Tissue factor (TF) overexpression may play a role in several retinal diseases, including wet age-related macular degeneration (AMD) and diabetic retinopathy. These retinal diseases are characterized by abnormal blood vessel growth, which can cause patients to lose their vision and eventually go blind.

Wet AMD: A Leading Cause of Blindness
Wet AMD is a devastating progressive retinal disease that affects the macula, the part of the eye responsible for central vision. A leading cause of blindness in the United States and other industrialized countries, wet AMD is most common in people older than 55. Globally, an estimated 22 million people are affected. In the United States, 2 million people are affected by wet AMD, and there are approximately 200,000 new cases each year. The incidence in the United States is expected to increase about 2 percent per year as the population ages.1

Recent evidence suggests that TF plays an important role in the formation of choroidal neovasculature (CNV), the pathologic blood vessels that represent the major feature of wet AMD. These blood vessels (lesions) leak blood and fluid, which causes inflammation and edema (swelling). Typically, a patient’s central vision deteriorates and they experience permanent blind spots.

A class of U.S. Food and Drug Administration (FDA) approved drugs known as anti-VEGF therapies are considered the standard of care. However, the effectiveness of these therapies remains limited and there are unresolved concerns regarding the safety of long-term use. Additionally, while anti-VEGF agents can alleviate symptoms in the near term, they do not stop disease progression. As a result, the disease remains active and the lesions continue to grow. Patients treated with these agents may experience initial vision gains, but those deteriorate over time and many continue to lose vision. In fact, 20-37 percent of patients ultimately become legally blind (20/200 or worse vision) despite anti-VEGF therapy.2, 3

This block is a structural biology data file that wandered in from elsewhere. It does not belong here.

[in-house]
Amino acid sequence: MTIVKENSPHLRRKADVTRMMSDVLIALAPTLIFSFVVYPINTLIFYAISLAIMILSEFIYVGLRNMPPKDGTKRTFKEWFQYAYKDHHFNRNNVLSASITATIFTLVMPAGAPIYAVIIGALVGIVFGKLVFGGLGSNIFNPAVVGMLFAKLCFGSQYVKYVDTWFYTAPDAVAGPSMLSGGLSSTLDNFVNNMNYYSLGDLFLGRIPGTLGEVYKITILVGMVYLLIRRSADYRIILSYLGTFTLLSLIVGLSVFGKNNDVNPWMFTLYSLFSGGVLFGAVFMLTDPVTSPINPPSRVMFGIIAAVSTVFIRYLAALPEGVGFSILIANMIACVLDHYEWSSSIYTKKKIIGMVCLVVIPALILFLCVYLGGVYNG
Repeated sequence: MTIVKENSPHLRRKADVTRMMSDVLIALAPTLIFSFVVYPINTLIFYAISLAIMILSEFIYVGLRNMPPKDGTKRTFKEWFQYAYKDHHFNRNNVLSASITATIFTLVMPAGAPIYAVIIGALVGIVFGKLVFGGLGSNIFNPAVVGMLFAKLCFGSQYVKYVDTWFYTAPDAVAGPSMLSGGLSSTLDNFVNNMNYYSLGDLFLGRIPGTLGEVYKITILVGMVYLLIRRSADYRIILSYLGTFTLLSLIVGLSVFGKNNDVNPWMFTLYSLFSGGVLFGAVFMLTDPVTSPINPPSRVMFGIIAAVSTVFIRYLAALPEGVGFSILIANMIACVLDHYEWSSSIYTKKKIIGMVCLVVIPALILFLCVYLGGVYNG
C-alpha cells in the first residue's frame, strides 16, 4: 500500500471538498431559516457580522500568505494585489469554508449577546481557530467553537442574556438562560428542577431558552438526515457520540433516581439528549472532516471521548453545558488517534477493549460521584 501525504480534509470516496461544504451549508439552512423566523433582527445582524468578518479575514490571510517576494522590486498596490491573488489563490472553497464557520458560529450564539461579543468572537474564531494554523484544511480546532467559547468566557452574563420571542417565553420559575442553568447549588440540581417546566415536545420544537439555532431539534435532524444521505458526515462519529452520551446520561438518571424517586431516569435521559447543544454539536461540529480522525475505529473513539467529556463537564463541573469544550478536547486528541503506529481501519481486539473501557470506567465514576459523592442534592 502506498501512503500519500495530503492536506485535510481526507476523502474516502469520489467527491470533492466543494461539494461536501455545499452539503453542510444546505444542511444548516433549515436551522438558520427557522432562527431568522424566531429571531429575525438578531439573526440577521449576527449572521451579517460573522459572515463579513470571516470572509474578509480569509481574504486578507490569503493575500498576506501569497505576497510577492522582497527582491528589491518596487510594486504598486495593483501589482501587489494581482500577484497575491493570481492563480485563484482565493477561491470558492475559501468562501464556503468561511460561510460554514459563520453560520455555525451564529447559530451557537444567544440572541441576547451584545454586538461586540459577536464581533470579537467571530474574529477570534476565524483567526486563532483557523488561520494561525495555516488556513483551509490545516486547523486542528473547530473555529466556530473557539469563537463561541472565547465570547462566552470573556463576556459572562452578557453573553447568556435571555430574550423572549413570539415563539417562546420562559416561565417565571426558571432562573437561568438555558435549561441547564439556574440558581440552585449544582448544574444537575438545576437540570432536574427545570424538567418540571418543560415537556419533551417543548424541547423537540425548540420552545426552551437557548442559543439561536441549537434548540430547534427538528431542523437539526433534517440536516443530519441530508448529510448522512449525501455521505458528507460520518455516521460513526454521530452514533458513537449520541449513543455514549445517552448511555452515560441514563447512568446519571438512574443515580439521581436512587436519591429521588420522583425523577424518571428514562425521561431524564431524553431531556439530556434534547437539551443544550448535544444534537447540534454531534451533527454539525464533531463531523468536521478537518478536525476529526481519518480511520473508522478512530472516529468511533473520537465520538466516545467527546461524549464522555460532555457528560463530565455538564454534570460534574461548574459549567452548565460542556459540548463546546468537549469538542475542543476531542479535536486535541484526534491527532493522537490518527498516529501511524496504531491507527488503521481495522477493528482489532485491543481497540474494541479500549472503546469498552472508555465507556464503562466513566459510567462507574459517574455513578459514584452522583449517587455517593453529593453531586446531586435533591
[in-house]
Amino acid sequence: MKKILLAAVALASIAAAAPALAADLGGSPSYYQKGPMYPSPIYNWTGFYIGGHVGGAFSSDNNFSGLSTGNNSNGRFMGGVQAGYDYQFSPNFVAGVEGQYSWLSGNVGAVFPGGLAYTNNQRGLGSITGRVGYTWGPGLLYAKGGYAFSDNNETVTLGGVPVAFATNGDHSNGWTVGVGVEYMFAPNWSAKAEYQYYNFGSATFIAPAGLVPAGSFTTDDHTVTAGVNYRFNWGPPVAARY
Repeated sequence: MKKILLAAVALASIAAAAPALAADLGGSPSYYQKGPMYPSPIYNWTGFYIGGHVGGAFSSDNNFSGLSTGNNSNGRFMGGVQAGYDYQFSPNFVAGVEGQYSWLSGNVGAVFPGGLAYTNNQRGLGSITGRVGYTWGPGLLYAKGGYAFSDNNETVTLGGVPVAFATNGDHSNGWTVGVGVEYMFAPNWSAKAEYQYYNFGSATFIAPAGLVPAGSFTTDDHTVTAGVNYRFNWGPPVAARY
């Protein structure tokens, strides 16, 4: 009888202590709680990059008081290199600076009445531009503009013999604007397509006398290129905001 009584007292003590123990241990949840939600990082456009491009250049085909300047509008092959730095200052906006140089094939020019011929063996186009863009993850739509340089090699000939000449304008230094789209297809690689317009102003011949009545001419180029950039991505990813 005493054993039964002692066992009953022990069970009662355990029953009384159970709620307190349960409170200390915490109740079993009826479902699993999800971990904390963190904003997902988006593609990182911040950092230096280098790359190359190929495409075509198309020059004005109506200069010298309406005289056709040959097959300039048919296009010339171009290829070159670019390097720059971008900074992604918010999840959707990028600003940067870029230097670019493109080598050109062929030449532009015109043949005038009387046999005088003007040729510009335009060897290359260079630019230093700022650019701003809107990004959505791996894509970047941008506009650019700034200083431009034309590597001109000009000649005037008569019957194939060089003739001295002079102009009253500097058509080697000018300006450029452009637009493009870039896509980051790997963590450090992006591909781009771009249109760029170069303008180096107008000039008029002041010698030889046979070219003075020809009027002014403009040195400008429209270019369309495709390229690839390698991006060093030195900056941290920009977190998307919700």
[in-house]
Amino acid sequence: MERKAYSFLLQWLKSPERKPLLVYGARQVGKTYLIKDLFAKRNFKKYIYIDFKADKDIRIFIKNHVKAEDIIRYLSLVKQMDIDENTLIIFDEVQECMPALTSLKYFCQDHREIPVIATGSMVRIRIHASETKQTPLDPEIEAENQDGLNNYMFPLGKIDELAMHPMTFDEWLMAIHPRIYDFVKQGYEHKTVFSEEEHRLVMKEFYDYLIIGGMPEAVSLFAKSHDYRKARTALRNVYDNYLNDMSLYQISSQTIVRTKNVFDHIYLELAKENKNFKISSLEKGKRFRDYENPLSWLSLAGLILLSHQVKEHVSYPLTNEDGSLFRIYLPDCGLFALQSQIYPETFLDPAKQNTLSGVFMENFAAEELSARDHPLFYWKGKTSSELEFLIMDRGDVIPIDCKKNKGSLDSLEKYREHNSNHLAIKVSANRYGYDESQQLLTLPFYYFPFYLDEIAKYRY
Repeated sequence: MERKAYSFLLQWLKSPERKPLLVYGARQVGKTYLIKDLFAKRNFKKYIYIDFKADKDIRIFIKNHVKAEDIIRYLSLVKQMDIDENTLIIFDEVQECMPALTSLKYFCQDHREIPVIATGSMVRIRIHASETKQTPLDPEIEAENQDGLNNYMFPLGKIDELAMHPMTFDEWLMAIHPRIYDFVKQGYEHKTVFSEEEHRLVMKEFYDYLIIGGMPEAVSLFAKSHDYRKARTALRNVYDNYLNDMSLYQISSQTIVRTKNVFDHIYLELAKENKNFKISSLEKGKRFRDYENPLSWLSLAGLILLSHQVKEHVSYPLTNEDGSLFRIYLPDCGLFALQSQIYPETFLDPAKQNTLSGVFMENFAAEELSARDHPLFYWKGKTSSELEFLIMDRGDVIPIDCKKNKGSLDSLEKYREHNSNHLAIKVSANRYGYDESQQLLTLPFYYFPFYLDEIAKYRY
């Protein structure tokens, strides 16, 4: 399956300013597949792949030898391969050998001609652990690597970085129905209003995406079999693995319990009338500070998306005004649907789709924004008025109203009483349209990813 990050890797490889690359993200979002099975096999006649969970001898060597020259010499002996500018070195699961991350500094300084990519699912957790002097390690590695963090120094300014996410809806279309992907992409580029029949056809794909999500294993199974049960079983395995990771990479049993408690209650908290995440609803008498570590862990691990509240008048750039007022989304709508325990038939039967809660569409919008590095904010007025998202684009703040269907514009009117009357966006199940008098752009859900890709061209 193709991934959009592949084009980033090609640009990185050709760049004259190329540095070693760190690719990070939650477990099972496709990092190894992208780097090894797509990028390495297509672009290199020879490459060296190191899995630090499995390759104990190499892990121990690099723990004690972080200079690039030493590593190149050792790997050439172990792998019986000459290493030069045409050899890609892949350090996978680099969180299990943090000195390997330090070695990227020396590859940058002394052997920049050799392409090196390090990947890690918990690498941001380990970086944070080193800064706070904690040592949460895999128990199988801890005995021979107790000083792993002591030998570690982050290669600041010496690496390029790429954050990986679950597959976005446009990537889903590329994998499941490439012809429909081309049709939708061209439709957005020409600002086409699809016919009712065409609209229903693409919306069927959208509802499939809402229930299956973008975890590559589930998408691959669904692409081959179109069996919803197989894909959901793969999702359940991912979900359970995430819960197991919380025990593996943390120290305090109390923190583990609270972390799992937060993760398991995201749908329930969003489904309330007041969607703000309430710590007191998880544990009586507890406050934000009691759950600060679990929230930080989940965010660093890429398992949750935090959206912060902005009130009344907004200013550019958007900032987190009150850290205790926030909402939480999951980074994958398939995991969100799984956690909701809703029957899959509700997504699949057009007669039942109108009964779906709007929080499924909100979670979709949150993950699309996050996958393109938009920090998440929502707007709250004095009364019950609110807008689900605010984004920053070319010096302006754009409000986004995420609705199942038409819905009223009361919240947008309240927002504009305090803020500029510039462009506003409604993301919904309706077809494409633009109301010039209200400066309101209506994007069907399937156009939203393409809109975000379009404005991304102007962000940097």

New treatment options are needed for patients with wet AMD that can interfere with the root cause of the disease to halt disease progression and delay or prevent long-term loss of vision.

Wong WL et al. The Lancet Global Health. 2014;2(2):106-16. National Eye Institute – AMD. Friedman DS et al. Arch Ophthalmol. 2004;122. American Macular Degeneration Foundation.

Maguire, M.G. et al. Ophthalmology 2016, 123(8), 1751 – 61.

Rofagha, S. et al. Ophthalmology 2013, 120(11):2292-9.